Major tax changes often do not reach a vote until late in any calendar year, Speiss says. So this proposal could be subject to many months of compromises.

Final Version May Not Be So High

“I would not be surprised if we see a graduated capital gains tax increase,” Speiss said, referring to the possibility of a congressional compromise on a new top capital gain rate between 20% and 39.5%, or even a stepped increase with more than one new, higher rate.

And Biden might provide more details at or before his Wednesday speech to a joint session of Congress.

Biden’s New Top Capital Gains Tax Rate Hits Who?

At the moment, here is how Biden’s long-term capital gains tax would work. It would apply to stocks and bonds sold in 2021, for example, after being owned more than 12 months. Here are the top rates that would apply to investors in several filing statuses and with various levels of yearly income:

Single filers Heads of household Married joint filers
15% Top Tax Rate income up to $445,850 income up to $473,750 income up to $501,600
20% Top Tax Rate $445,850 to $1 million $473,750 to $1 million $501,600 to $1 million
39.6% Top Tax Rate above $1 million above $1 million above $1 million

Short-Term Capital Gains Rates Would Still Exist

Profits on securities sold after being held less than one year would continue to be taxed as short-term capital gains. Those gains face ordinary income tax rates. The top short-term capital gains tax rate is 37%.

Biden’s proposal is part of his American Families Plan, he said last week.

History Of The Top Long-Term Capital Gains Tax Rate

The top long-term capital gains rate has been 20% since 2013, according to Wolters Kluwer. It was just 15% from part of 2003 through 2012. It was 20% from 1997 through part of 2003, and again from part of 1981 through 1986.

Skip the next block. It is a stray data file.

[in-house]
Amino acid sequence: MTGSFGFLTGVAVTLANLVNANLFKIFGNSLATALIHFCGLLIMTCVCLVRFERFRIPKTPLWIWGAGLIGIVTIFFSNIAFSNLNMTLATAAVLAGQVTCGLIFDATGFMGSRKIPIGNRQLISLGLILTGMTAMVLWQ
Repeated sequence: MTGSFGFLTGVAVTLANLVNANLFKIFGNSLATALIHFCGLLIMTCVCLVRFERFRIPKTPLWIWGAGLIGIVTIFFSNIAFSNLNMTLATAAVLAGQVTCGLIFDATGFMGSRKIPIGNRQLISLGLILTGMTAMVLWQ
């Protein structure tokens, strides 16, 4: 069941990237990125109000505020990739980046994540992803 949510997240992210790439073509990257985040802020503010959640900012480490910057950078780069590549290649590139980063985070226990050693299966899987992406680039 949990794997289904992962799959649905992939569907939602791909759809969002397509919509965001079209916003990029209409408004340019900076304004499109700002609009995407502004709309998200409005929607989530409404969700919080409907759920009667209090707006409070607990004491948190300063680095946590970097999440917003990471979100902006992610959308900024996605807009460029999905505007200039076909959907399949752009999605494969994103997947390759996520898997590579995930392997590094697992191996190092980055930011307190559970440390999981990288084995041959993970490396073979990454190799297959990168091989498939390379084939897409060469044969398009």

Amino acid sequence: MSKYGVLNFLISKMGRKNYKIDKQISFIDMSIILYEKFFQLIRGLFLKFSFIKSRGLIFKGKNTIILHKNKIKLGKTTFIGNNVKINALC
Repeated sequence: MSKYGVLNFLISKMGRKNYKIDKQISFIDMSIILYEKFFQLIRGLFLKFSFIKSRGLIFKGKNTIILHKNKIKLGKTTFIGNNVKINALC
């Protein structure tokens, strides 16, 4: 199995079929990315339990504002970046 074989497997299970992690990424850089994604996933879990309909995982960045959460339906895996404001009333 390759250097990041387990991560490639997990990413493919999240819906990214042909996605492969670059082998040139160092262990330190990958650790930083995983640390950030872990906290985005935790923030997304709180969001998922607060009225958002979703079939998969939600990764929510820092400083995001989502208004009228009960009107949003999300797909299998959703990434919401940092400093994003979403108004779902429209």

In all other years since roughly U.S. entry to World War II, the top long-term capital gains rate was higher than 20%.

And those peak rates ranged from 25% to 35%.

Five Reasons Not To Panic

So, should investors abandon securities on which they might be assessed capital gains taxes? Speiss says there are five reasons not to take such a step now.

First, passage of Biden’s capital gains tax rate is hardly assured. The Senate is split between Democrats and Republicans, where centrists hold key influence. In the House, Democrats hold only a slim majority.

Second, the size of any such higher cap gains tax could change. The top rate could end up lower than 39.6% because of political give and take.

Likewise, Congress may raise the income level at which a new, higher capital gains tax rate applies. That would exempt even more taxpayers from the higher capital gains tax rate.

Fourth, capital gains that occur inside a tax-sheltered account such as an IRA are not subject to capital gains tax.

Fifth, dividend yield and interest income may make capital gains taxes palatable.

Overall, you should not let your tax tail wag the dog, Speiss says. “Judge your investments on their investment merits, not tax consequences,” Speiss said.

Your net investment profit on a security that appreciates a lot in value may still be sizable, even after accounting for any tax, Speiss says.

Follow Paul Katzeff on Twitter at @IBD_PKatzeff for tips about retirement planning and active mutual fund managers who consistently outperform the market.